Approximately 130 Americans die every single day of an opioid-related overdose in America, according to the Centers for Disease Control and Prevention. Federal and local law enforcement officials have been working hard trying to disrupt the flow of illicit opioids. It becomes a more difficult task if medical professionals are directly involved in the criminal distribution of narcotic drugs.
Following a federal sting operation, dozens of medical professionals in five states were charged in April with participating in the illegal prescribing of more than 32 million pain pills. Among the arrested were reportedly doctors who prosecutors said traded sex for prescriptions and a dentist who unnecessarily pulled teeth from patients to justify giving them opioids.
“The 60 people indicted include 31 doctors, seven pharmacists, eight nurse practitioners and seven other licensed medical professionals. The charges involve more than 350,000 illegal prescriptions written in Kentucky, Ohio, Tennessee, Alabama and West Virginia, according to indictments unsealed in federal court in Cincinnati.”
“That is the equivalent of one opioid dose for every man, woman and child in the five states in the region that we’ve been targeting,” said Brian Benczkowski, an assistant attorney general in the Justice Department. “If these medical professionals behave like drug dealers, you can rest assured that the Justice Department is going to treat them like drug dealers.”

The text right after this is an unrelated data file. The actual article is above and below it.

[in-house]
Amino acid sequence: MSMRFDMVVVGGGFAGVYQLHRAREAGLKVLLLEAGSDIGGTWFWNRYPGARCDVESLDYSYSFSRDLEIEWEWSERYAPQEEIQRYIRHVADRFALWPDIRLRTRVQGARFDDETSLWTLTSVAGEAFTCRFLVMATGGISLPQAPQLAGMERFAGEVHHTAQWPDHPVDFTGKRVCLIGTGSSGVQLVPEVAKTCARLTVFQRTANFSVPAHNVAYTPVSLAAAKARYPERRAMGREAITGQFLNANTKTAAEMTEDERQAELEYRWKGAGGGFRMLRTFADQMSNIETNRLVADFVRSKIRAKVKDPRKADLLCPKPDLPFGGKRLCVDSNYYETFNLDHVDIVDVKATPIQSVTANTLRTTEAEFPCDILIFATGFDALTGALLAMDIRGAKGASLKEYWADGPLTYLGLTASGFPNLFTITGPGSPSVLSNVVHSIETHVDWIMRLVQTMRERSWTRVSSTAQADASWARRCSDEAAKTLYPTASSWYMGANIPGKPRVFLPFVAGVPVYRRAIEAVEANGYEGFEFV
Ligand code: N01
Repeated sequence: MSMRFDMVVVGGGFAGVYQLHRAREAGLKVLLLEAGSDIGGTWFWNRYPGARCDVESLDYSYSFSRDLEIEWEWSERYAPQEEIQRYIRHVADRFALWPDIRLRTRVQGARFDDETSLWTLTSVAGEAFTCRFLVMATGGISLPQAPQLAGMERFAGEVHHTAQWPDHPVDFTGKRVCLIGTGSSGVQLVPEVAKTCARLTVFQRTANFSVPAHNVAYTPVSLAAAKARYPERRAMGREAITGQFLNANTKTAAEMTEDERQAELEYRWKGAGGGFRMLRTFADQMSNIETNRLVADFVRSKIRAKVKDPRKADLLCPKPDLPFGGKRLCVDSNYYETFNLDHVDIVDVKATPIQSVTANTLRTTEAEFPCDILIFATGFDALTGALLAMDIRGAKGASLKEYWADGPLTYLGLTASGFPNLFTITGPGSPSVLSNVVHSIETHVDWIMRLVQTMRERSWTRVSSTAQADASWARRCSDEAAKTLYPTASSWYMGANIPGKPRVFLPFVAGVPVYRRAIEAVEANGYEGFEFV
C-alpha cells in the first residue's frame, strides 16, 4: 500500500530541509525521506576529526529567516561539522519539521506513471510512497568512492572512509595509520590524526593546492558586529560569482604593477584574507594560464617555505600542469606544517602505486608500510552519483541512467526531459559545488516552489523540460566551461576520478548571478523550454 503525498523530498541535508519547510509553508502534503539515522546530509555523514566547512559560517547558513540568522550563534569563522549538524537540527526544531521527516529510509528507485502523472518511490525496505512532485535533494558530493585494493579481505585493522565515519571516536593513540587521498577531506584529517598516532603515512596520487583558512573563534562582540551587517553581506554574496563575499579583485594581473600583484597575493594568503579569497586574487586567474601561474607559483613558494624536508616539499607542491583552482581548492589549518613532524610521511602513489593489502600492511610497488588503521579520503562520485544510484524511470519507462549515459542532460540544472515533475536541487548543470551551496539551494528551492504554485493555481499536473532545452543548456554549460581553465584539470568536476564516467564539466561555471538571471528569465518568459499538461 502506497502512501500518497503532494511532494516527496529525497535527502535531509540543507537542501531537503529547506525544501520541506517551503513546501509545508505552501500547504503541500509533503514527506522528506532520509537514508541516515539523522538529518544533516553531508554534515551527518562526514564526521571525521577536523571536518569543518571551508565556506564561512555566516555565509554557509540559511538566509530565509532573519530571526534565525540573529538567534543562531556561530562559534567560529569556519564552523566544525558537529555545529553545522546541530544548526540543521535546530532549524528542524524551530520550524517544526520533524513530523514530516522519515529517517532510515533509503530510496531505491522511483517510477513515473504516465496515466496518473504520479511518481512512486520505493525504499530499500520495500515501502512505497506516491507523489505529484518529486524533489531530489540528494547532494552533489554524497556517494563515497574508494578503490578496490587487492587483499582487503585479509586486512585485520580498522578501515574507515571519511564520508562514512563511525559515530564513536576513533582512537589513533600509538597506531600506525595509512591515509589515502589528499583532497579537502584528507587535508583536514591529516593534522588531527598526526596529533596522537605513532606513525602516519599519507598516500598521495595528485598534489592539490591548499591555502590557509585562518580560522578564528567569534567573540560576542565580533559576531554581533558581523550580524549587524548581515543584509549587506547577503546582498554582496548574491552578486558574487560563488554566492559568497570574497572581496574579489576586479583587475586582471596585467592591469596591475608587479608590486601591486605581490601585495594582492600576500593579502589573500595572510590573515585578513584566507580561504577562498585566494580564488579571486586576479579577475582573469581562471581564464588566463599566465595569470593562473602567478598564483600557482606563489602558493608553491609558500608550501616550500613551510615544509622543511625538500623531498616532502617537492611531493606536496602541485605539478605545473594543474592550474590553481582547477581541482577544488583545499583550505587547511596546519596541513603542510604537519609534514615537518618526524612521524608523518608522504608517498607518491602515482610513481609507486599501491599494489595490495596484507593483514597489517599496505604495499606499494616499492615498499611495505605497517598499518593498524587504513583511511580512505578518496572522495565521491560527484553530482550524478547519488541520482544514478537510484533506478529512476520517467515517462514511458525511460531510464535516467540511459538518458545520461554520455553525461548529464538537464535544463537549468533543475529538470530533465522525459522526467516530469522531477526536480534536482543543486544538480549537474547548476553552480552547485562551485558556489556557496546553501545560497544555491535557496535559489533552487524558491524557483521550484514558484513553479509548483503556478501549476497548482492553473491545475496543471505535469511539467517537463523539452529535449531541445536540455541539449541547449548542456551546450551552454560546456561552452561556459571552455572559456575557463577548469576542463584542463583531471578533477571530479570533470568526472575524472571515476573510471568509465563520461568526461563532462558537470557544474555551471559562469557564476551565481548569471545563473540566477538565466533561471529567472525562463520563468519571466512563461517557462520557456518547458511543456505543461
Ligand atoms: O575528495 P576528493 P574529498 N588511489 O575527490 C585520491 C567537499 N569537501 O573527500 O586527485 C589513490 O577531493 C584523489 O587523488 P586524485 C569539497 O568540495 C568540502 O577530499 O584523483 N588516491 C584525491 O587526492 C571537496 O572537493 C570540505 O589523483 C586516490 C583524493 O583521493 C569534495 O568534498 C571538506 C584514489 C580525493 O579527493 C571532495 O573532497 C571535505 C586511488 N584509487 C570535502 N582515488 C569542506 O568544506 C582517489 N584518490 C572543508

The Department of Justice in Washington is increasingly targeting doctors, healthcare companies, drug manufacturers, and distributors around the country for their roles in the opioid addiction epidemic. Medical professionals are at a high risk of getting enmeshed in the addiction crisis. They are typically under a lot of stress and have easy access to controlled substances. If they become addicted themselves, they often need to find illegal methods to feed their addiction.
In Virginia, The Virginian-Pilot reported in March that “opioids played a role in nearly half of Virginia’s lost medical licenses over the past two decades.” The cases show how Virginia's opioid problem has impacted the medical establishment in the Commonwealth. “Physicians are more likely to abuse prescription opioid and anti-anxiety medications than the general population, especially in specialties including anesthesiology, psychiatry and emergency medicine,” an addiction expert told The Virginian-Pilot. Most won’t go nearly as far as the aforementioned individuals caught up in the federal sting operation, of course.
Losing their medical license is a harsh penalty for doctors with addiction but also a strong motivation to seek treatment and go into recovery. In Virginia, it may involve a three-year suspension while the disciplined physicians prove their competency to earn back their license.
The Farley Center at Williamsburg Place has been helping medical professionals beat substance use disorders for a long time. We are recognized as one of the pioneering treatment facilities in the country helping licensed individuals with addiction learn how to cope with life stressors without drugs or alcohol. In our treatment program specifically designed for licensed professionals, patients engage in a physician-led group, discussing topics related to monitoring and returning to work, a medical lecture, and weekly Caduceus or legal professional meetings that are held on campus.
If you or someone you know is struggling with substance use and could benefit from addiction treatment services, please contact The Farley Center at Williamsburg Place at 800.582.6066 or fill out our admissions request form.